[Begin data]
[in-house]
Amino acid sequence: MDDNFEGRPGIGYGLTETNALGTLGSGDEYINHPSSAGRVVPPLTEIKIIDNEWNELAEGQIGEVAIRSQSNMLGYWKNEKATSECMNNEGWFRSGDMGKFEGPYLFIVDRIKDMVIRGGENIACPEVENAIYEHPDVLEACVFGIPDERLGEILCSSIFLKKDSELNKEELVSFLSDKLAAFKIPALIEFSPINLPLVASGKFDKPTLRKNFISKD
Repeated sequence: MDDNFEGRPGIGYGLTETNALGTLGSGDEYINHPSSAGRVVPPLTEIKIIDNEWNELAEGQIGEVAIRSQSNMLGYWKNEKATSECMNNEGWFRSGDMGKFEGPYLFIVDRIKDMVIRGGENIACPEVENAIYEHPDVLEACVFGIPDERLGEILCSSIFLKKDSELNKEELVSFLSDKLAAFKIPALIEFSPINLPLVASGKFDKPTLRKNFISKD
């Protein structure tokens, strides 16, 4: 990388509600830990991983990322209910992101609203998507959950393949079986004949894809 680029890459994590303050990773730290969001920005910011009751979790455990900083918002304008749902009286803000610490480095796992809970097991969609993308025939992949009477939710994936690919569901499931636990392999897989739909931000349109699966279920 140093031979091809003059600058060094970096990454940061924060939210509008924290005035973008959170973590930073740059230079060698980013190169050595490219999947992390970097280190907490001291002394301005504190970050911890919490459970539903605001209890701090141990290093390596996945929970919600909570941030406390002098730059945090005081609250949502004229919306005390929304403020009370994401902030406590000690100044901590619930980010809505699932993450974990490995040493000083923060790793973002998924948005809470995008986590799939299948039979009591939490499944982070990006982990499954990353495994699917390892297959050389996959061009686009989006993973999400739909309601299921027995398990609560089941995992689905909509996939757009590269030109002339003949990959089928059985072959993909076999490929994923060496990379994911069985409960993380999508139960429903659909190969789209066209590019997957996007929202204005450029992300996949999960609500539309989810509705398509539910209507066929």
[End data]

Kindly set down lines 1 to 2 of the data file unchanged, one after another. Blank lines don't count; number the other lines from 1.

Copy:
[in-house]
Amino acid sequence: MDDNFEGRPGIGYGLTETNALGTLGSGDEYINHPSSAGRVVPPLTEIKIIDNEWNELAEGQIGEVAIRSQSNMLGYWKNEKATSECMNNEGWFRSGDMGKFEGPYLFIVDRIKDMVIRGGENIACPEVENAIYEHPDVLEACVFGIPDERLGEILCSSIFLKKDSELNKEELVSFLSDKLAAFKIPALIEFSPINLPLVASGKFDKPTLRKNFISKD